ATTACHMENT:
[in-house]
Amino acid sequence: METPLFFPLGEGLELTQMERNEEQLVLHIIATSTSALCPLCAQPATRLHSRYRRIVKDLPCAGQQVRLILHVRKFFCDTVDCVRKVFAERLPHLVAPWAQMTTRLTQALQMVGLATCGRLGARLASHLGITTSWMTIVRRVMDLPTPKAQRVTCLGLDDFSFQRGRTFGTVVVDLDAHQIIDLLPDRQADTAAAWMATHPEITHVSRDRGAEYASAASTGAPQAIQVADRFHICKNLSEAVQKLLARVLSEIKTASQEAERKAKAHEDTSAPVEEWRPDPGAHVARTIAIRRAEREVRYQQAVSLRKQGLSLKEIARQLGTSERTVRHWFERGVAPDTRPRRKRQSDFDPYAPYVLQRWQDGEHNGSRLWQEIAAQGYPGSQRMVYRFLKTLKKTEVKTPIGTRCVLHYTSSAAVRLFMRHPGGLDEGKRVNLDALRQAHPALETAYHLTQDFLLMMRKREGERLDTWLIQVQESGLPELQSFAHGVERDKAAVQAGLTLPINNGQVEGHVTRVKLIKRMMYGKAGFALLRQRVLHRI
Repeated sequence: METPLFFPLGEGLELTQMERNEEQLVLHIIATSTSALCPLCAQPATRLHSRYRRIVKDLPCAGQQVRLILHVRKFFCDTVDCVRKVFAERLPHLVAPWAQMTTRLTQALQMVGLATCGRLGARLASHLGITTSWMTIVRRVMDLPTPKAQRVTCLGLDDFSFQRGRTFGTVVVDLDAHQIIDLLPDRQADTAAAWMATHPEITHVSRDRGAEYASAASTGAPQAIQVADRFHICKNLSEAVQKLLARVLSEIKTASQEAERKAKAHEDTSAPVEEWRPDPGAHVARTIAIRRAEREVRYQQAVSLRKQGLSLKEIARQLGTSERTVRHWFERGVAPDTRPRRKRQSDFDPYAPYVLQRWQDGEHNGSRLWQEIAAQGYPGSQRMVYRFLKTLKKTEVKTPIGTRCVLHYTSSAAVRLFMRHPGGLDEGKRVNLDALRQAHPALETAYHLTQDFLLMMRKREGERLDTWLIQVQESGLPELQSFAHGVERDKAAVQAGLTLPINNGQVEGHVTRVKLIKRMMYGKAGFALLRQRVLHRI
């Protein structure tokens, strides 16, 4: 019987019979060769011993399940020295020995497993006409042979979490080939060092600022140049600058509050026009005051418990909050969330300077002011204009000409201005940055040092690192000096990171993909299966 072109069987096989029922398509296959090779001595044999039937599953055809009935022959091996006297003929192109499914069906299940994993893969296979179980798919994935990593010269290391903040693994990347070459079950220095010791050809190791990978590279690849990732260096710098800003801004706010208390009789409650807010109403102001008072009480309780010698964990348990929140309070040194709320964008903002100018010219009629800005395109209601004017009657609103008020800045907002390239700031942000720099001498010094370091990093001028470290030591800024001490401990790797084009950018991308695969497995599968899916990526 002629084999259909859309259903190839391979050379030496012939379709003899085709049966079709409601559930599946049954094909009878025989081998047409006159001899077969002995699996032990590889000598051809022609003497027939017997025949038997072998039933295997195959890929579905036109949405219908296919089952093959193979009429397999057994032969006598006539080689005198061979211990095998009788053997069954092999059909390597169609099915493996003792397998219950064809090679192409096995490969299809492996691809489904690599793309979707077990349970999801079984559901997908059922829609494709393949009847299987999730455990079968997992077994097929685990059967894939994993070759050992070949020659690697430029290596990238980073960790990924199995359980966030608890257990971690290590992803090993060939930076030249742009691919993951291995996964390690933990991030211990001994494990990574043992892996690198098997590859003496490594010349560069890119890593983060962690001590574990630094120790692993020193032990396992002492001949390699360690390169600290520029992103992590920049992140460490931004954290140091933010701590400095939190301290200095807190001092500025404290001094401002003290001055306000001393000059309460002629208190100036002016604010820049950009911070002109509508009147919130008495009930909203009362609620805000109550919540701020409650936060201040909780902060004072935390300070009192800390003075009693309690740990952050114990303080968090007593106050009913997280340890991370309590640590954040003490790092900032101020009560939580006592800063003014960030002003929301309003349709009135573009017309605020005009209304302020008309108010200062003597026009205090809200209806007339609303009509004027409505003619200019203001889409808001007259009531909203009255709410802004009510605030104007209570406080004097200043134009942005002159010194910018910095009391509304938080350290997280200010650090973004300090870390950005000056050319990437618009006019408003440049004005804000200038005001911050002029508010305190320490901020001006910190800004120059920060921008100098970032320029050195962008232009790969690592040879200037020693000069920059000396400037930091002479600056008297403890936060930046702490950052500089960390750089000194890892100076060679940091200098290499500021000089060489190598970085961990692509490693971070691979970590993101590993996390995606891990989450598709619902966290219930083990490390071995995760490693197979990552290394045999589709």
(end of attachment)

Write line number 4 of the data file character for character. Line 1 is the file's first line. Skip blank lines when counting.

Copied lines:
């Protein structure tokens, strides 16, 4: 019987019979060769011993399940020295020995497993006409042979979490080939060092600022140049600058509050026009005051418990909050969330300077002011204009000409201005940055040092690192000096990171993909299966 072109069987096989029922398509296959090779001595044999039937599953055809009935022959091996006297003929192109499914069906299940994993893969296979179980798919994935990593010269290391903040693994990347070459079950220095010791050809190791990978590279690849990732260096710098800003801004706010208390009789409650807010109403102001008072009480309780010698964990348990929140309070040194709320964008903002100018010219009629800005395109209601004017009657609103008020800045907002390239700031942000720099001498010094370091990093001028470290030591800024001490401990790797084009950018991308695969497995599968899916990526 002629084999259909859309259903190839391979050379030496012939379709003899085709049966079709409601559930599946049954094909009878025989081998047409006159001899077969002995699996032990590889000598051809022609003497027939017997025949038997072998039933295997195959890929579905036109949405219908296919089952093959193979009429397999057994032969006598006539080689005198061979211990095998009788053997069954092999059909390597169609099915493996003792397998219950064809090679192409096995490969299809492996691809489904690599793309979707077990349970999801079984559901997908059922829609494709393949009847299987999730455990079968997992077994097929685990059967894939994993070759050992070949020659690697430029290596990238980073960790990924199995359980966030608890257990971690290590992803090993060939930076030249742009691919993951291995996964390690933990991030211990001994494990990574043992892996690198098997590859003496490594010349560069890119890593983060962690001590574990630094120790692993020193032990396992002492001949390699360690390169600290520029992103992590920049992140460490931004954290140091933010701590400095939190301290200095807190001092500025404290001094401002003290001055306000001393000059309460002629208190100036002016604010820049950009911070002109509508009147919130008495009930909203009362609620805000109550919540701020409650936060201040909780902060004072935390300070009192800390003075009693309690740990952050114990303080968090007593106050009913997280340890991370309590640590954040003490790092900032101020009560939580006592800063003014960030002003929301309003349709009135573009017309605020005009209304302020008309108010200062003597026009205090809200209806007339609303009509004027409505003619200019203001889409808001007259009531909203009255709410802004009510605030104007209570406080004097200043134009942005002159010194910018910095009391509304938080350290997280200010650090973004300090870390950005000056050319990437618009006019408003440049004005804000200038005001911050002029508010305190320490901020001006910190800004120059920060921008100098970032320029050195962008232009790969690592040879200037020693000069920059000396400037930091002479600056008297403890936060930046702490950052500089960390750089000194890892100076060679940091200098290499500021000089060489190598970085961990692509490693971070691979970590993101590993996390995606891990989450598709619902966290219930083990490390071995995760490693197979990552290394045999589709």